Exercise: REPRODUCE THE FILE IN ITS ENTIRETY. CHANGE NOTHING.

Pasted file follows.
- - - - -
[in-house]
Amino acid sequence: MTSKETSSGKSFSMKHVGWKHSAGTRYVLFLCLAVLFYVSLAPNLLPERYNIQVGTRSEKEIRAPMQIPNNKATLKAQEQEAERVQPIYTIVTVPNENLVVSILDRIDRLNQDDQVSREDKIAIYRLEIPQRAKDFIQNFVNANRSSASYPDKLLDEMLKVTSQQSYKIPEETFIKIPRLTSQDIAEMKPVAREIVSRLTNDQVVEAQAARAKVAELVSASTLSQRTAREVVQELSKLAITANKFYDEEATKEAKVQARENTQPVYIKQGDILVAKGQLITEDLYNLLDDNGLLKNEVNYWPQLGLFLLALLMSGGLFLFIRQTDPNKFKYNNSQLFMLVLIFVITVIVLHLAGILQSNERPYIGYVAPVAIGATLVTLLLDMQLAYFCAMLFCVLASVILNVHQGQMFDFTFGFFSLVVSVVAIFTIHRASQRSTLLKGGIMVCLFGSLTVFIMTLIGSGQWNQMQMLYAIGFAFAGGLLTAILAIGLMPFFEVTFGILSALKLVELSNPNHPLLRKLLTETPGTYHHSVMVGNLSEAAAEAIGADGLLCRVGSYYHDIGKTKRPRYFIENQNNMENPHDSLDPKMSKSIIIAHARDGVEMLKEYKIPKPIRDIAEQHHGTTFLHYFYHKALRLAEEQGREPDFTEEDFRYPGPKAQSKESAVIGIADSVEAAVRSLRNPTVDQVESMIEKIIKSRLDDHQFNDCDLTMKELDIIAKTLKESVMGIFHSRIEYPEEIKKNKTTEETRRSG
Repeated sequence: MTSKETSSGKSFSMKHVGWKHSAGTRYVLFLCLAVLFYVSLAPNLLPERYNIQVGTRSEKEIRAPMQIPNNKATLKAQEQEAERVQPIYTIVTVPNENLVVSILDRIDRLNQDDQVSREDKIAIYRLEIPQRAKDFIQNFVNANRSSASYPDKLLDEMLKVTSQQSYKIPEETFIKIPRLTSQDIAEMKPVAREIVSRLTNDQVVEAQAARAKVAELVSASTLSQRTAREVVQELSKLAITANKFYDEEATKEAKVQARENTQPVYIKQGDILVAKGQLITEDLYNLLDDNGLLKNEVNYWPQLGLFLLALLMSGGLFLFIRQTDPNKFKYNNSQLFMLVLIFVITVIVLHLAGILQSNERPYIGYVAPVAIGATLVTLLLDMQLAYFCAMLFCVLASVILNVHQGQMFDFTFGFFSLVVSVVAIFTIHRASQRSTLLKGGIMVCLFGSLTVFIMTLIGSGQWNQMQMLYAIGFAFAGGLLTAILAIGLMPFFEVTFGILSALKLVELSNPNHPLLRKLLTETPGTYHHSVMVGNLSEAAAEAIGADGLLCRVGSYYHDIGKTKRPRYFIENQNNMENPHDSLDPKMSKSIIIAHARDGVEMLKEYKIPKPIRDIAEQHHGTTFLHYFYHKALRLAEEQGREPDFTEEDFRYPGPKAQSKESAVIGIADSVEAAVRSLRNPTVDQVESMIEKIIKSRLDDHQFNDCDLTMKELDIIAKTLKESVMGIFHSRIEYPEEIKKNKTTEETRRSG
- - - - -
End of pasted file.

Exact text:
[in-house]
Amino acid sequence: MTSKETSSGKSFSMKHVGWKHSAGTRYVLFLCLAVLFYVSLAPNLLPERYNIQVGTRSEKEIRAPMQIPNNKATLKAQEQEAERVQPIYTIVTVPNENLVVSILDRIDRLNQDDQVSREDKIAIYRLEIPQRAKDFIQNFVNANRSSASYPDKLLDEMLKVTSQQSYKIPEETFIKIPRLTSQDIAEMKPVAREIVSRLTNDQVVEAQAARAKVAELVSASTLSQRTAREVVQELSKLAITANKFYDEEATKEAKVQARENTQPVYIKQGDILVAKGQLITEDLYNLLDDNGLLKNEVNYWPQLGLFLLALLMSGGLFLFIRQTDPNKFKYNNSQLFMLVLIFVITVIVLHLAGILQSNERPYIGYVAPVAIGATLVTLLLDMQLAYFCAMLFCVLASVILNVHQGQMFDFTFGFFSLVVSVVAIFTIHRASQRSTLLKGGIMVCLFGSLTVFIMTLIGSGQWNQMQMLYAIGFAFAGGLLTAILAIGLMPFFEVTFGILSALKLVELSNPNHPLLRKLLTETPGTYHHSVMVGNLSEAAAEAIGADGLLCRVGSYYHDIGKTKRPRYFIENQNNMENPHDSLDPKMSKSIIIAHARDGVEMLKEYKIPKPIRDIAEQHHGTTFLHYFYHKALRLAEEQGREPDFTEEDFRYPGPKAQSKESAVIGIADSVEAAVRSLRNPTVDQVESMIEKIIKSRLDDHQFNDCDLTMKELDIIAKTLKESVMGIFHSRIEYPEEIKKNKTTEETRRSG
Repeated sequence: MTSKETSSGKSFSMKHVGWKHSAGTRYVLFLCLAVLFYVSLAPNLLPERYNIQVGTRSEKEIRAPMQIPNNKATLKAQEQEAERVQPIYTIVTVPNENLVVSILDRIDRLNQDDQVSREDKIAIYRLEIPQRAKDFIQNFVNANRSSASYPDKLLDEMLKVTSQQSYKIPEETFIKIPRLTSQDIAEMKPVAREIVSRLTNDQVVEAQAARAKVAELVSASTLSQRTAREVVQELSKLAITANKFYDEEATKEAKVQARENTQPVYIKQGDILVAKGQLITEDLYNLLDDNGLLKNEVNYWPQLGLFLLALLMSGGLFLFIRQTDPNKFKYNNSQLFMLVLIFVITVIVLHLAGILQSNERPYIGYVAPVAIGATLVTLLLDMQLAYFCAMLFCVLASVILNVHQGQMFDFTFGFFSLVVSVVAIFTIHRASQRSTLLKGGIMVCLFGSLTVFIMTLIGSGQWNQMQMLYAIGFAFAGGLLTAILAIGLMPFFEVTFGILSALKLVELSNPNHPLLRKLLTETPGTYHHSVMVGNLSEAAAEAIGADGLLCRVGSYYHDIGKTKRPRYFIENQNNMENPHDSLDPKMSKSIIIAHARDGVEMLKEYKIPKPIRDIAEQHHGTTFLHYFYHKALRLAEEQGREPDFTEEDFRYPGPKAQSKESAVIGIADSVEAAVRSLRNPTVDQVESMIEKIIKSRLDDHQFNDCDLTMKELDIIAKTLKESVMGIFHSRIEYPEEIKKNKTTEETRRSG